Go to the True Color website and locate workshops that are being offered in your area. I used to train the trainers so I am well versed with the model. It is well worth the money you will spend and the quality of your family’s life experience is likely to change noticeably.

Anyways, that’s how I see it.

All the best and thanks for stopping by, Jim

Please forward this article to family and friends. Comments are always welcomed. Please send them to: jimcloughley.com  OR  jim.lifechoice@gmail.com

 

I have used this photo resource for the purposes providing education, referring to some research or criticism. I do not or have not received any monetary benefit from using this photo in any of my articles.

All About This Week . . . Things To Say To Your Kids When They Mess Up

Commentary:

I have said many times that, as parents, we have no greater teachers than our kids. When I think of all the things that my kids have taught me about being human, compassionate, and accepting I am amazed how I ever taught THEM anything.

Ann Landers once wrote: “It is not what you do for your children, but what you have taught them to do for themselves that will make them successful human beings”. Pretty smart stuff from Ann I think.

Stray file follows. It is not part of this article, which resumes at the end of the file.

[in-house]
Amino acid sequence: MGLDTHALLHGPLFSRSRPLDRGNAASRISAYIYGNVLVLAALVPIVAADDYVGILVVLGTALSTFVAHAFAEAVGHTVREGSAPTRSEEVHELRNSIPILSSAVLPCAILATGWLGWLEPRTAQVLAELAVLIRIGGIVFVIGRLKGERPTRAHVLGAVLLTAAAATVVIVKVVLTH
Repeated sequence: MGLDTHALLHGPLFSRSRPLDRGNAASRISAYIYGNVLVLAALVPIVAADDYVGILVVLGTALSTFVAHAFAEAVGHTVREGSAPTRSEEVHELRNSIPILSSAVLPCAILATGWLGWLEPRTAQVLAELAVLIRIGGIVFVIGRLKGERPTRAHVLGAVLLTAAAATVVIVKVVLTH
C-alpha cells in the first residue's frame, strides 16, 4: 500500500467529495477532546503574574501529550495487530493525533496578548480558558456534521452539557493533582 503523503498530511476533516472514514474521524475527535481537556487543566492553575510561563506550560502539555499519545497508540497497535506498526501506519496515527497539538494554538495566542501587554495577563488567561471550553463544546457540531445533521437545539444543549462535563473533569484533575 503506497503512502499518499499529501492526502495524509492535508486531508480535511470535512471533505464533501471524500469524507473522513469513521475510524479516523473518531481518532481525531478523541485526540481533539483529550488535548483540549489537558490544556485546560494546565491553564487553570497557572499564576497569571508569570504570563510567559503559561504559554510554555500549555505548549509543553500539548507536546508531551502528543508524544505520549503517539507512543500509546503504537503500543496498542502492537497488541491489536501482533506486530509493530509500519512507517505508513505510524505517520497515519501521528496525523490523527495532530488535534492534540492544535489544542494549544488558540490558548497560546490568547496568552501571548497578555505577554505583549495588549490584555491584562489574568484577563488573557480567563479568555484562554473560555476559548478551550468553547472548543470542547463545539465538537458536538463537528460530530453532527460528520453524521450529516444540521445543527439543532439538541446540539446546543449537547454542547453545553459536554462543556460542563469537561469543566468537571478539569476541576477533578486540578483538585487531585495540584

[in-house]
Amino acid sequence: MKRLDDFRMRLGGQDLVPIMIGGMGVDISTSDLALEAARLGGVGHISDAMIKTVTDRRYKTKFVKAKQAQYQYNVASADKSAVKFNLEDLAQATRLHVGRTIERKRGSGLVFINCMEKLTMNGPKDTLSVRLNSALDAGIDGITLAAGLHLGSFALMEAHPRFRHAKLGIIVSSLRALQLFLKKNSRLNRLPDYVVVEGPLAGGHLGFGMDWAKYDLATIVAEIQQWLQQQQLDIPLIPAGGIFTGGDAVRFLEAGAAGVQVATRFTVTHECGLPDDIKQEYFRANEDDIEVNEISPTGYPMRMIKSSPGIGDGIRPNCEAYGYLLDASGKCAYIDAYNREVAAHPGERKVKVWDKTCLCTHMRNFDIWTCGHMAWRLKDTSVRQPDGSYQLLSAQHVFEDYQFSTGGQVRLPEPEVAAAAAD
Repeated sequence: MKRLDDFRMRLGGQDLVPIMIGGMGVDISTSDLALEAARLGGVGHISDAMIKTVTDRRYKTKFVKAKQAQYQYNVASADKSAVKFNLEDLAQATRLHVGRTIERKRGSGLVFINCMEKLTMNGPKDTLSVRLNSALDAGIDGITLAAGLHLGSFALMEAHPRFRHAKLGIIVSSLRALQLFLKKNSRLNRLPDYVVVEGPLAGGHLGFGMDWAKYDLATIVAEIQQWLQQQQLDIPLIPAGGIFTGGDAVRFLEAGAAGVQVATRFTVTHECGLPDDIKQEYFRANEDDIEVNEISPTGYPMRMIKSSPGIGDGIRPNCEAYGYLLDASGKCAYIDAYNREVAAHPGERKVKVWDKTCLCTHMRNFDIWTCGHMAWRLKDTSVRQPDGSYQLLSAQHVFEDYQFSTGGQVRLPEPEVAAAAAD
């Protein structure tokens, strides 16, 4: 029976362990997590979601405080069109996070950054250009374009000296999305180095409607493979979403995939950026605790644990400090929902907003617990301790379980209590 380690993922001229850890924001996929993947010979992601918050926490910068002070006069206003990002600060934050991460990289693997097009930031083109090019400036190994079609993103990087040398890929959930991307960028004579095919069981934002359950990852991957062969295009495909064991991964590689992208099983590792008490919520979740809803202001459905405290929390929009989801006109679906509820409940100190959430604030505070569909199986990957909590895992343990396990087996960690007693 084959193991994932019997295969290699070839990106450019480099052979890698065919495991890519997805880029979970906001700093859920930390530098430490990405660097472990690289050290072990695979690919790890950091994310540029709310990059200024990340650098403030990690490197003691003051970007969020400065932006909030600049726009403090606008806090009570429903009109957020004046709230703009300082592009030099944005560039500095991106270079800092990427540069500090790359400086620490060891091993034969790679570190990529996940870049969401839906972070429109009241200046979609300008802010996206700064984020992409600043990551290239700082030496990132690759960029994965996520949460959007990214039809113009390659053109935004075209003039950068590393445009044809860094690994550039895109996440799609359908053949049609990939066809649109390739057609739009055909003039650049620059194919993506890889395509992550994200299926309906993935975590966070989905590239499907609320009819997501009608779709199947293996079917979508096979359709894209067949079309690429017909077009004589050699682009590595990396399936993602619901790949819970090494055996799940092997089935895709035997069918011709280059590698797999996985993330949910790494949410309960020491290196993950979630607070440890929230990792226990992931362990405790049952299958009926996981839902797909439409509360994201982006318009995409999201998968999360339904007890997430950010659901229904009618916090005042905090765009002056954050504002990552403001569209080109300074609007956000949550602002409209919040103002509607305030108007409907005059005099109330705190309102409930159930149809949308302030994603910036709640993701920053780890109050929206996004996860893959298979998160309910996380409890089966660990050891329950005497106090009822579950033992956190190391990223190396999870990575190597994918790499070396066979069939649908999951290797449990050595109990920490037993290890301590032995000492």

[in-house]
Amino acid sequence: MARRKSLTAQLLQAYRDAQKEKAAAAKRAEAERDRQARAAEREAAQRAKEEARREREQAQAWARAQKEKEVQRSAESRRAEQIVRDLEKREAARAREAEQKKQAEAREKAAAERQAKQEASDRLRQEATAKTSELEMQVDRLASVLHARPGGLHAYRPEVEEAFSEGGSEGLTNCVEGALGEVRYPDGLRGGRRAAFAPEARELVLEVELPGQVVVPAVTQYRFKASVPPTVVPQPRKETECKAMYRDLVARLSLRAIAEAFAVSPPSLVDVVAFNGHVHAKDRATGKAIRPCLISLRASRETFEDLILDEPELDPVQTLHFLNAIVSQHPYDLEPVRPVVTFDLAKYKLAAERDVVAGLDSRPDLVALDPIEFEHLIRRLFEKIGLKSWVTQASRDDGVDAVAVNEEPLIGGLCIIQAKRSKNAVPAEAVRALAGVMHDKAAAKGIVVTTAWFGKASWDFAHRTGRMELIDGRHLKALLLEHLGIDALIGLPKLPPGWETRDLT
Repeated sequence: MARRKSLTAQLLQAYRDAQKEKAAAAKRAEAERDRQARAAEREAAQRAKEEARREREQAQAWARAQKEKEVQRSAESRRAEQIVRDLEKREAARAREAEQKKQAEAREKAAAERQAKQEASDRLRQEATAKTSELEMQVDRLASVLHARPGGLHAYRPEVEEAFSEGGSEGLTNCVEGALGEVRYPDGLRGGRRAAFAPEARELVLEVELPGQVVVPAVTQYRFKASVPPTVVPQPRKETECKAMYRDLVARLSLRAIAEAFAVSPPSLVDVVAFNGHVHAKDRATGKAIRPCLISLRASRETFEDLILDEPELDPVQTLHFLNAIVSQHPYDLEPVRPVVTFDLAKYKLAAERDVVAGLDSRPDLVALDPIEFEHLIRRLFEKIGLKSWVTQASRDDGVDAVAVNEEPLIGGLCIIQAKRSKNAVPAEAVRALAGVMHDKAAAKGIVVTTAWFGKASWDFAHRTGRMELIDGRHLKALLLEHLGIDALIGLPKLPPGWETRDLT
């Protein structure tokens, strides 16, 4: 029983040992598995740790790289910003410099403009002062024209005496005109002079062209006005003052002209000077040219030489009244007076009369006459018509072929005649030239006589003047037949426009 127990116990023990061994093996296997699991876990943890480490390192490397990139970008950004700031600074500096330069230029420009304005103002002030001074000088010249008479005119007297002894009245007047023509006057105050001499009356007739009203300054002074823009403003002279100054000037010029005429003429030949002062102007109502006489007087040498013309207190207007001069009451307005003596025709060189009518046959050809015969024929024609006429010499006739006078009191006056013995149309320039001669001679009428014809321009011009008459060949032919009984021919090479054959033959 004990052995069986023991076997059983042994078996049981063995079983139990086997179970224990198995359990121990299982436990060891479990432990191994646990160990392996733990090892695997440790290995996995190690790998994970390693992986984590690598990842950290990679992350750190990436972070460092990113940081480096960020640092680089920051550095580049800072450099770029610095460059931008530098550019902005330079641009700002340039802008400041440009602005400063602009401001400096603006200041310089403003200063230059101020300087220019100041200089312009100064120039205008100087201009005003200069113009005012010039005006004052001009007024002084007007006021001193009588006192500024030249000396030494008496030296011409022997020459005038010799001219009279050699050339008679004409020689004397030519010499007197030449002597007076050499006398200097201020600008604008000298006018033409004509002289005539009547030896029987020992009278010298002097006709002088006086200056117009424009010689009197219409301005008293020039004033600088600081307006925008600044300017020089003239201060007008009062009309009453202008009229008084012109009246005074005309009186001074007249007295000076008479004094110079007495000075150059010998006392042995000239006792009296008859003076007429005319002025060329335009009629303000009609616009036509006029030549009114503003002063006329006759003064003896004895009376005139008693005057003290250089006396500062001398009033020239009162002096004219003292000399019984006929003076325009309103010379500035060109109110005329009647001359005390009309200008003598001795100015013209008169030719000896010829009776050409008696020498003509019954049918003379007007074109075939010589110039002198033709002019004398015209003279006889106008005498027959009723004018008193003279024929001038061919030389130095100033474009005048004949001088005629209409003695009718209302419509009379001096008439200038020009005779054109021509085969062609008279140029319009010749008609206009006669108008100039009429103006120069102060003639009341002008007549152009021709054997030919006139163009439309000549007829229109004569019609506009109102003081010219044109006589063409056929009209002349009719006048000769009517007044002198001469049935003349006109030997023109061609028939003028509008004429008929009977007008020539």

Instead of blowing up at them for making a mistake, one of the greatest lessons we could teach our children is to not only accept the mistakes they make but to be sure to learn something from them. It’s bad enough that they will suffer whatever consequences there may be for making a mistake or exhibiting poor judgement but let’s not compound that by missing a great opportunity to present them with an important life lesson. This does not mean that we don’t take their poor judgement or their mistakes seriously. But we compound  it all by being angry with them or by punishing them somehow. If this is your style please stop it. It is actually harming them in many ways.

The following are some ideas and questions you might want to share with your son or daughter the next time they mess up  in order to help your kids to learn something of value.

If we really want to make a difference in the lives of our children we need to remember a couple of things:

  • We all learn from the mistakes we make and not from our successes.
  • No one learns by being screamed at.